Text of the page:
PALACE CA FOSCARI, VENICE
Ca' Foscari, the palace of the Foscari family, is a Gothic building on the waterfront of the Grand Canal in Venice, Italy. Built for the doge Francesco Foscari in 1453 and designed by the architect Bartolomeo Bon, it is now the main seat of Ca' Foscari University of Venice. The palace is located on the widest bend of the Grand Canal. Here, during the annual Regata Storica (Historical Regatta, held on the first Sunday in September, a floating wooden structure known as La Machina is placed (from this structure the Venetian authorities watch at the race); this also the site of the finishing line is set and venue for prize-giving.
Previously a Byzantine palace, known as the "House with the two Towers", stood on the site; this was bought by the Republic of Venice in 1429 from Bernardo Giustinian, to be the residence of the vice-captain of the Republic, Gianfrancesco Gonzaga. The palace consisted of two towers flanking a lower, central block and was used for entertaining illustrious guests of the Republic, including kings and diplomats. In 1439, the palace was given to another captain, Francesco Sforza. However, In 1447, Francesco Sforza betrayed the Republic and was deprived of the residence. In 1453 the Republic of Venice regained possession of the palace and sold it by auction to the Doge of the time, Francesco Foscari; he had the palace demolished and rebuilt in late Venetian gothic style; the building was chosen by the doge for its position on the Grand Canal. Foscari immediately set about rebuilding the palace in a manner befitting his status: he moved the site of the new palace forward on to the bank of the Grand Canal.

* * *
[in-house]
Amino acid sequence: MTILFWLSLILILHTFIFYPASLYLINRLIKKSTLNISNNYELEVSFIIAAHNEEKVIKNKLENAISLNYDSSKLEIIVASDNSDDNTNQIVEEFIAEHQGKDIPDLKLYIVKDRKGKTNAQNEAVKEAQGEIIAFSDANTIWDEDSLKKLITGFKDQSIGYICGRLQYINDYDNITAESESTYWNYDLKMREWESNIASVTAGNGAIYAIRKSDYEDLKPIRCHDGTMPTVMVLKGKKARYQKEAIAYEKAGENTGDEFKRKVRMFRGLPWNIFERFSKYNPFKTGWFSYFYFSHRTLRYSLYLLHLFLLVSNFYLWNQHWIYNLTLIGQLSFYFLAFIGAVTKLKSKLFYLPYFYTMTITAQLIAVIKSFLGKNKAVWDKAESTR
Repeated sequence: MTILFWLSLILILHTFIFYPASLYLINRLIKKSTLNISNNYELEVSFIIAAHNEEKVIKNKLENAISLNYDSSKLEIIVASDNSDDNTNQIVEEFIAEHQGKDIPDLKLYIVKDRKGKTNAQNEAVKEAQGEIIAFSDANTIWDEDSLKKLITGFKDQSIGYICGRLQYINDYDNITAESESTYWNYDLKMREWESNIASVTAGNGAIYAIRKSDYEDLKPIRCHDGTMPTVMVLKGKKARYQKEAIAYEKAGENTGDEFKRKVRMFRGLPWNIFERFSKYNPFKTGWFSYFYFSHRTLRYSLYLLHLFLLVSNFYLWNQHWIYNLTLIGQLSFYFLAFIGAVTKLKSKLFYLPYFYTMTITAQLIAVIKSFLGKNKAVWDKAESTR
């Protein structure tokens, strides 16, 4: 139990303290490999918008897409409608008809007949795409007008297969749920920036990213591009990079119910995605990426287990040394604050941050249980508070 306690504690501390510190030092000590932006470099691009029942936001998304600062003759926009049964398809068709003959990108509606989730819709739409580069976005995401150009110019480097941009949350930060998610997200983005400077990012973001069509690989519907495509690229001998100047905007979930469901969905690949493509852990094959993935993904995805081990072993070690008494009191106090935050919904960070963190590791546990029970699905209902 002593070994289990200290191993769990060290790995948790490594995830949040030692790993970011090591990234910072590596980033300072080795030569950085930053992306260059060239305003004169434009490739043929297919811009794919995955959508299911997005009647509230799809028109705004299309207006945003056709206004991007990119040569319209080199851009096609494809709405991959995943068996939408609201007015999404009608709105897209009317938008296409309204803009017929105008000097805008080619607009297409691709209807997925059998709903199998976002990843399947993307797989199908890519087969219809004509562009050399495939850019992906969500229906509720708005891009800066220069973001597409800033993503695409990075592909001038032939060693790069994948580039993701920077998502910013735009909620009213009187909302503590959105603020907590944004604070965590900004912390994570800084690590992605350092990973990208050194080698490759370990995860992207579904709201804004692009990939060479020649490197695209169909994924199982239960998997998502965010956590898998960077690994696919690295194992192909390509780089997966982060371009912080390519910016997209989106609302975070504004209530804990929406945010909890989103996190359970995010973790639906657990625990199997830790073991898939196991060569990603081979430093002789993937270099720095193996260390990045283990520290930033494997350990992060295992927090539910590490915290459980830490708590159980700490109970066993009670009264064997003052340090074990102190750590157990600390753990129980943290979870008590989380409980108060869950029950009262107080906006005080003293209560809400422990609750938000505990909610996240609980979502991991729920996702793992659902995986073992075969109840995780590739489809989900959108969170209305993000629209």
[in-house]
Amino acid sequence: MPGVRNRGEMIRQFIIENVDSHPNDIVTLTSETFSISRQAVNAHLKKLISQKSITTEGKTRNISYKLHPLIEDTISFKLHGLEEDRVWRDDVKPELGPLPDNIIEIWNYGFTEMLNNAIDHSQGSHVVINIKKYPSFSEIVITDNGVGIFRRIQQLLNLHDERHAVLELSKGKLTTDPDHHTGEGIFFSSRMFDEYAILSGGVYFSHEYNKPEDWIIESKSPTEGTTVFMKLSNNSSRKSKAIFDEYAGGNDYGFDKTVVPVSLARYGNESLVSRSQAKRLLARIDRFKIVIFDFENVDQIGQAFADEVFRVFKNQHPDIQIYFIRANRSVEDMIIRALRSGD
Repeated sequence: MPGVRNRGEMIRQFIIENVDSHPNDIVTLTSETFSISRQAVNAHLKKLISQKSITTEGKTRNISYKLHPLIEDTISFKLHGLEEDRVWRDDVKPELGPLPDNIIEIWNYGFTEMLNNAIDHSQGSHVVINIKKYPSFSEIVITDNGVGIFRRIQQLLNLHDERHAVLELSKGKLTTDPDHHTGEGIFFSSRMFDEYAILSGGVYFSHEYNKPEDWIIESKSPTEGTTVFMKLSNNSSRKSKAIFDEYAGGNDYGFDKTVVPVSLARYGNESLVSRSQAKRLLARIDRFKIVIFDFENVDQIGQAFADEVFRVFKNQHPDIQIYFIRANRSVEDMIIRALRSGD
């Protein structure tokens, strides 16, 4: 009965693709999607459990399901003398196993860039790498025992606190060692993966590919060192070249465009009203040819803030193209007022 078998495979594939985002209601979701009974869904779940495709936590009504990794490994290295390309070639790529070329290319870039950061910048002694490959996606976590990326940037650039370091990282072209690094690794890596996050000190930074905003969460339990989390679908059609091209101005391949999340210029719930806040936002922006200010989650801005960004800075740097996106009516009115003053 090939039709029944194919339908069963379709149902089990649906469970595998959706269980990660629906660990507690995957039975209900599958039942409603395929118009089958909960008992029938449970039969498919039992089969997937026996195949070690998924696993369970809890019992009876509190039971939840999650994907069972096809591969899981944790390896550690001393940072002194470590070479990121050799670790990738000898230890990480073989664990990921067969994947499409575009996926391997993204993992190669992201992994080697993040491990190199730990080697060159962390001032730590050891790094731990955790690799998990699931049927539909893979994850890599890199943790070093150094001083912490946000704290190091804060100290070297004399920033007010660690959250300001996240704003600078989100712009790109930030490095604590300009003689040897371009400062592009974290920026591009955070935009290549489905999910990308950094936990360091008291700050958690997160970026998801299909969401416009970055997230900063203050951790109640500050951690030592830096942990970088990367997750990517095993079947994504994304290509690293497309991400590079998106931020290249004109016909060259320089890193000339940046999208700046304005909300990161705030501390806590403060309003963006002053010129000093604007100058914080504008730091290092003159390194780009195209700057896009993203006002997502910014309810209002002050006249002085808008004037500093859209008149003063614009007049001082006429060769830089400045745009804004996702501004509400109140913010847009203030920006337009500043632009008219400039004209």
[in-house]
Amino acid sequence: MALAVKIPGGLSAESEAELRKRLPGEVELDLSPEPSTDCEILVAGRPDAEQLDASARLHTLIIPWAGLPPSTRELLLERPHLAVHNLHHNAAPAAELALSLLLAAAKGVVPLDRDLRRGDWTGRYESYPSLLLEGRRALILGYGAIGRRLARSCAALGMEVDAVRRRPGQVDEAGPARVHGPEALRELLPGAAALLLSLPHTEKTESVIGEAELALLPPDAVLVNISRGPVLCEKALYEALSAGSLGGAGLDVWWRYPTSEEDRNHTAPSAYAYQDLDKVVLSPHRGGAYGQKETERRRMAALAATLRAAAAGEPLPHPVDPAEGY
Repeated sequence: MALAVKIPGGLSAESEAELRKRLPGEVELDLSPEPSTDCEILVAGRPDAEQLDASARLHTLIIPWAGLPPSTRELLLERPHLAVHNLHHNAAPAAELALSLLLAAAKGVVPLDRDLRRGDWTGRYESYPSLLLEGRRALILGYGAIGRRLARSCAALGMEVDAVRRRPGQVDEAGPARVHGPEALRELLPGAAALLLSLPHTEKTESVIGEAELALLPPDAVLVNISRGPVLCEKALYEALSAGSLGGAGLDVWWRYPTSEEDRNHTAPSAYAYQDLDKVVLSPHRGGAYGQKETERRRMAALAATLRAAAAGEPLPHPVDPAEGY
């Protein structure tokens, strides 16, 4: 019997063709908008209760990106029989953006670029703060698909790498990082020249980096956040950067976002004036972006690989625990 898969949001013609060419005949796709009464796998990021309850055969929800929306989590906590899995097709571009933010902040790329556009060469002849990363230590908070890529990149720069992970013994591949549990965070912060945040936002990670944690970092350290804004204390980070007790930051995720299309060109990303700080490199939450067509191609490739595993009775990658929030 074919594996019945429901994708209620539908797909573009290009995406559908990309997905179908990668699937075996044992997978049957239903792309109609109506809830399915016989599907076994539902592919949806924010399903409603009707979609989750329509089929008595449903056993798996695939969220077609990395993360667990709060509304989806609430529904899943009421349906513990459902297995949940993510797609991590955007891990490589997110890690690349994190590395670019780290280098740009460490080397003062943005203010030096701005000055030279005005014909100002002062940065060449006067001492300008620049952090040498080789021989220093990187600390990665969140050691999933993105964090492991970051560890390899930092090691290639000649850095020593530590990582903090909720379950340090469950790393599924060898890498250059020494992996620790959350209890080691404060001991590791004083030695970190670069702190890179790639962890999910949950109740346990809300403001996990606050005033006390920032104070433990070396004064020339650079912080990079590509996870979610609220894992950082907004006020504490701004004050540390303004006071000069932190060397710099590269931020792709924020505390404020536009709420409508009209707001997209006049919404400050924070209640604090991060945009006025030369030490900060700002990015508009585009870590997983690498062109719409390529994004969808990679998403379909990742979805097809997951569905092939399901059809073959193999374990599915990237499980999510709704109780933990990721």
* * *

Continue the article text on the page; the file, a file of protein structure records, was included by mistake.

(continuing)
Buying and rebuilding the palace for himself meant for the doge affirming his political and military role: he actually represented the continuity of the military successes of that period, lasted 30 years, and was the promoter of the Venetian expansion on mainland. The huge new palace could hardly have been finished when Foscari was disgraced in 1457 and retired to his new home until his death. In 1574 king Henry III of France was housed in the second floor of the building. The most recent restoration of Ca' Foscari and Ca' Giustinian (the palace adjacent to Ca' Foscari) was commissioned in 2004, aiming to fulfill the new requirements of safety and practicality. Work lasted from January 2004 until the summer of 2006. Presently the palace is the headquarters of the Ca', which has made accessible to the public some of the most beautiful halls, such as the "Aula Baratto" and the "Aula Berengo". In 2013, thanks to a series of important technical measures for energy efficiency and thanks to the adoption of stringent environmental management practices put in place by the Ca' Foscari University, the building obtains the LEED certificate for sustainability, thus becoming the oldest.